Canadians attend memorials for Vimy Ridge centennial country-wide

by Steven Clarke April 10, 2017, 0:58

Cardinal, who is from the Saddle Lake First Nation in Alberta, said it's important to remember the contributions of indigenous soldiers, many of whom he said joined up to escape the despair of reserve life, earn steady pay or to honour the treaties by fighting for Canada.

"It was a bright spot in a war that had few of them", said Notley in a statement.

The tiny French town of Givenchy En-Gohelle - population 2,000 - has been covered in more than 500 Canadian flags to mark the sacrifice Canadians made during the battle.

Among them are members of Liberation Tours, based in Georgina, who took in the moving and stark image of rows upon row of empty boots placed on the Vimy memorial to represent the almost 3,600 who died in what is considered a seminal moment in Canadian history.

In his tribute to his countrymen who fought and died on Vimy Ridge Mr Trudeau told the thousands attending the ceremony in blazing spring sunshine: "But this monument is also symbolic of Canada's birth and our enduring commitment to peace".

The leaders of Canada and France are paying quiet homage to the thousands of soldiers who fought and died during the First World War.

"Canadian Armed Forces members are our best and bravest, but we know that the transition from military to civilian life can be challenging", said Jim Benninger, BC Liberal candidate in Courtenay-Comox.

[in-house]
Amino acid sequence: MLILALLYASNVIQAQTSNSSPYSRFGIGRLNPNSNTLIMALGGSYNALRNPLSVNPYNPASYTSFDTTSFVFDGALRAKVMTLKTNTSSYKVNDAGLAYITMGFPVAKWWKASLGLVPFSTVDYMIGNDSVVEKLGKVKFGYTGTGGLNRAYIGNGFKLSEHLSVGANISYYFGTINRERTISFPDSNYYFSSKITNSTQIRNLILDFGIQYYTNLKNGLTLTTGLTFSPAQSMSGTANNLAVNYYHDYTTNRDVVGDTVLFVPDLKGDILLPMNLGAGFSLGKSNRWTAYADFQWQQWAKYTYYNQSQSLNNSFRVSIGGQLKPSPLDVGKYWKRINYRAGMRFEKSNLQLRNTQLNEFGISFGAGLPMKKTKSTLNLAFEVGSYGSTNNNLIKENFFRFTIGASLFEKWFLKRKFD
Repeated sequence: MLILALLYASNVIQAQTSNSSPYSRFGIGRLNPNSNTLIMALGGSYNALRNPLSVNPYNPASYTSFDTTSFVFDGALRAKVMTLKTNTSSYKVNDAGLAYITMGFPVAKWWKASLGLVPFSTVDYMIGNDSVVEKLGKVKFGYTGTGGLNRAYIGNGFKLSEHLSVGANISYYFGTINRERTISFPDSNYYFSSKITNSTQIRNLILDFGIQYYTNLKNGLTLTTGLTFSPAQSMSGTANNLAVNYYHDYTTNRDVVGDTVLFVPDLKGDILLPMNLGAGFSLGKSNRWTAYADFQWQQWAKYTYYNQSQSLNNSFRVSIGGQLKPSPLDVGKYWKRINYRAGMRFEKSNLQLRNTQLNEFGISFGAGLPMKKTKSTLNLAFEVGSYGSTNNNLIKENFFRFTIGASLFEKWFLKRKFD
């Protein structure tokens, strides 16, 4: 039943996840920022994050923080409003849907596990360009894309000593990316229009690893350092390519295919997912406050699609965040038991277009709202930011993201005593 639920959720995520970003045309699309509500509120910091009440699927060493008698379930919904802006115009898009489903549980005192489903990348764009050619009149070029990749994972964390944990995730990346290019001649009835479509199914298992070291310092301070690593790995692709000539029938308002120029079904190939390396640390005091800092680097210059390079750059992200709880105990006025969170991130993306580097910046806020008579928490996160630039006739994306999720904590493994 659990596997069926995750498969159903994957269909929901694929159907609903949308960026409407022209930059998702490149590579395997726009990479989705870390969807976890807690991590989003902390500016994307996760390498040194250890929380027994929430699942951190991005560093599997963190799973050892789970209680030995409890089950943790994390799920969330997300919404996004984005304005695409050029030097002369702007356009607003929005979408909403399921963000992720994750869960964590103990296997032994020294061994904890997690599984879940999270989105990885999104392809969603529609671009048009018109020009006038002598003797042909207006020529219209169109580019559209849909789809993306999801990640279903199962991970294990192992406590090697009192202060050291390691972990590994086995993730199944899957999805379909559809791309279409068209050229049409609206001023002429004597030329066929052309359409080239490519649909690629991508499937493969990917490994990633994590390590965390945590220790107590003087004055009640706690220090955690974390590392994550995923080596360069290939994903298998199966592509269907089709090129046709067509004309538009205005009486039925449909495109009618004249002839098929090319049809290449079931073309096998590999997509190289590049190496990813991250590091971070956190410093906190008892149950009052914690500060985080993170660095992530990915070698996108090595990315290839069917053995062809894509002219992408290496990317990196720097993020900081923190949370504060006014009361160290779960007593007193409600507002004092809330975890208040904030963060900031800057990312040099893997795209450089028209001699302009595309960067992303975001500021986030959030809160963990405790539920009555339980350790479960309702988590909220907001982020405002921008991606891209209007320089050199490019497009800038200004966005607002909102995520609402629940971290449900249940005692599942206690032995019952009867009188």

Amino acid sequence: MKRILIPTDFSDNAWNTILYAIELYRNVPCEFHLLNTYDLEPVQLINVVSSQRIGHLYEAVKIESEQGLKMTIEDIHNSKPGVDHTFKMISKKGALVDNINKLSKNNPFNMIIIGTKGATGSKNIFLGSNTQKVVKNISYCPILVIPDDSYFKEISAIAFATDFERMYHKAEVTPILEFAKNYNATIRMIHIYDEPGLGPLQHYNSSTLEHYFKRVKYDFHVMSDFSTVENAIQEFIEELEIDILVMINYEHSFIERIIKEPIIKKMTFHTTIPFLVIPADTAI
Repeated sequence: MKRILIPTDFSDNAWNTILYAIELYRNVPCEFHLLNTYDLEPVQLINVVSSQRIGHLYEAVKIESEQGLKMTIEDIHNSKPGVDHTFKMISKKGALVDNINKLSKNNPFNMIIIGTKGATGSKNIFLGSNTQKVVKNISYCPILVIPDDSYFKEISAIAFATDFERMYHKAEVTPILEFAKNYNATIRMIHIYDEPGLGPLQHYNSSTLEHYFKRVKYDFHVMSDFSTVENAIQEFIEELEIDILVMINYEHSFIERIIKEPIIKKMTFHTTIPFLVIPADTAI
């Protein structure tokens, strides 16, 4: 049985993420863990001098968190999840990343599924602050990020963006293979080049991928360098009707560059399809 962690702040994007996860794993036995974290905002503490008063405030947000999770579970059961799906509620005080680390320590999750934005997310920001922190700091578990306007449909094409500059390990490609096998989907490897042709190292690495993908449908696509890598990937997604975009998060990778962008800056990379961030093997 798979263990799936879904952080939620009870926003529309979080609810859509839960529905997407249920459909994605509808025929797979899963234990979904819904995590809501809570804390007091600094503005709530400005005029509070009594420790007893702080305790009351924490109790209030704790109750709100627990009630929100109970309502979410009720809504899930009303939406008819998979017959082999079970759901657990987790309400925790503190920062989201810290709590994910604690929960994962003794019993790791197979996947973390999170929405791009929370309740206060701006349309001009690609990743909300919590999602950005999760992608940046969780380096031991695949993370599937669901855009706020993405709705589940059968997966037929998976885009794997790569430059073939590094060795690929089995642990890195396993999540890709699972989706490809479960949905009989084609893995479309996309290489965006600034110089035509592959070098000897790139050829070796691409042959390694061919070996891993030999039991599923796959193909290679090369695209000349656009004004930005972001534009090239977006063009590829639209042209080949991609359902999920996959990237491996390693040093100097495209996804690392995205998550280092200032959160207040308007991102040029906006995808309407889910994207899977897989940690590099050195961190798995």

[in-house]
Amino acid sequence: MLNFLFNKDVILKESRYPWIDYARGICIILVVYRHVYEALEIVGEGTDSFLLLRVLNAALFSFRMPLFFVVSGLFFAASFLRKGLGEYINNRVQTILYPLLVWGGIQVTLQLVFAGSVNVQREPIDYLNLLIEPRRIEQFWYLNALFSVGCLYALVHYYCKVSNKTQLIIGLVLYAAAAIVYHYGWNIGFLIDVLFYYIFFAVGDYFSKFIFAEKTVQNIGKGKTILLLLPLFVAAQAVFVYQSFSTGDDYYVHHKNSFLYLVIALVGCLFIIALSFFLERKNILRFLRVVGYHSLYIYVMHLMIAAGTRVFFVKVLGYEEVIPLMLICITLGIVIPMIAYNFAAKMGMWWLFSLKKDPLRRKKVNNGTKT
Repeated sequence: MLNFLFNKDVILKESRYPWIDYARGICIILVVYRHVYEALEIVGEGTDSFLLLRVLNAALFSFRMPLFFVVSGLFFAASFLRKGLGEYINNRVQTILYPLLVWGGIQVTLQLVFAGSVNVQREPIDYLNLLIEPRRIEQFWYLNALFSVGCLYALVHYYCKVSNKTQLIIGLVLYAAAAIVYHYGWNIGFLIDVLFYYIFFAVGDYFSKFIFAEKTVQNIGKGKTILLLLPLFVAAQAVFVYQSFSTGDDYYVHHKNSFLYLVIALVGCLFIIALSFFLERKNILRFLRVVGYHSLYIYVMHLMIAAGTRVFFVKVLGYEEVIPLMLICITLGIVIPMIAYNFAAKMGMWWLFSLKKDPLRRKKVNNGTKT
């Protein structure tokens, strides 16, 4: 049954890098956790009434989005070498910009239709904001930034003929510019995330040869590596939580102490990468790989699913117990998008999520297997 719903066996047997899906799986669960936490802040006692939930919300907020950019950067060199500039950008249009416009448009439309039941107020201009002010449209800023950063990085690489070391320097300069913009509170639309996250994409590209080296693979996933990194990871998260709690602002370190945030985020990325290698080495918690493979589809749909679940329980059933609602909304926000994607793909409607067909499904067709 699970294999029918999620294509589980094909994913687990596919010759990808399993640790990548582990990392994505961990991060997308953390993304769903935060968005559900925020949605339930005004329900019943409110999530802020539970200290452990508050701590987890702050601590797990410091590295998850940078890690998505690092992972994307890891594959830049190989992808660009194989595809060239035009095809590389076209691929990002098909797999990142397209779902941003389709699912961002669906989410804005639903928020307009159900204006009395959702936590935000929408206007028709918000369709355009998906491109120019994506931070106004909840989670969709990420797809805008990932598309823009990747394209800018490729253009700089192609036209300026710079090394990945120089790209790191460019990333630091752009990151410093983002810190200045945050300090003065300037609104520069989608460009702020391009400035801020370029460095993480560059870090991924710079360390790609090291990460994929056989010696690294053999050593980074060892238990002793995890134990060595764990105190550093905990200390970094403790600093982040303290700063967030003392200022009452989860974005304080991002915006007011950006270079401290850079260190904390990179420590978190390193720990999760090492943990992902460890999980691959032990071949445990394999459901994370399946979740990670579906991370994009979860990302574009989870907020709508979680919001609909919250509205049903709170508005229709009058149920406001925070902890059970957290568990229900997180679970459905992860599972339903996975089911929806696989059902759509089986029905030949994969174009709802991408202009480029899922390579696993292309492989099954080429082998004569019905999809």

It was neither decisive for the war's outcome "nor the most fundamental" of the battles fought by Canadians during the conflict, Boire said. Dozens of cadets stood guard at the tomb of the unknown solider overnight Saturday and lit one candle for every Canadian killed during the battle. A vast warren of tunnels dug by New Zealand forces was crucial to the victory at Vimy allowing the Canadians to take the German troops by surprise.

"It's going to be very overwhelming, in many respects", said Yukon Senator Dan Lang, one of three Canadian Senators selected to go to the event at the Canadian National Vimy Memorial. Canadian Divisions reported capturing their first objectives.

The Canadian-led victory at Vimy Ridge was not only due to the bravery of the men, with four Victoria Crosses being awarded, but detailed infantry training.

When he went overseas in late 1944 to serve with the Canadian Army during the Second World War, the sacrifice made at Vimy and other First World War battlefields and that made in the Second World War, was never far from his mind. That would come four months later, at Hill 70, when the Canadians fought under Currie.

Greg Cardinal was dressed as Lance Corporal Henry Northwest, a Metis soldier from Fort Saskatchewan, Alta., who became one of the most accomplished snipers of the war with a record of 115 fatal shots.

Yet it is equally important for us to understand what we're remembering.

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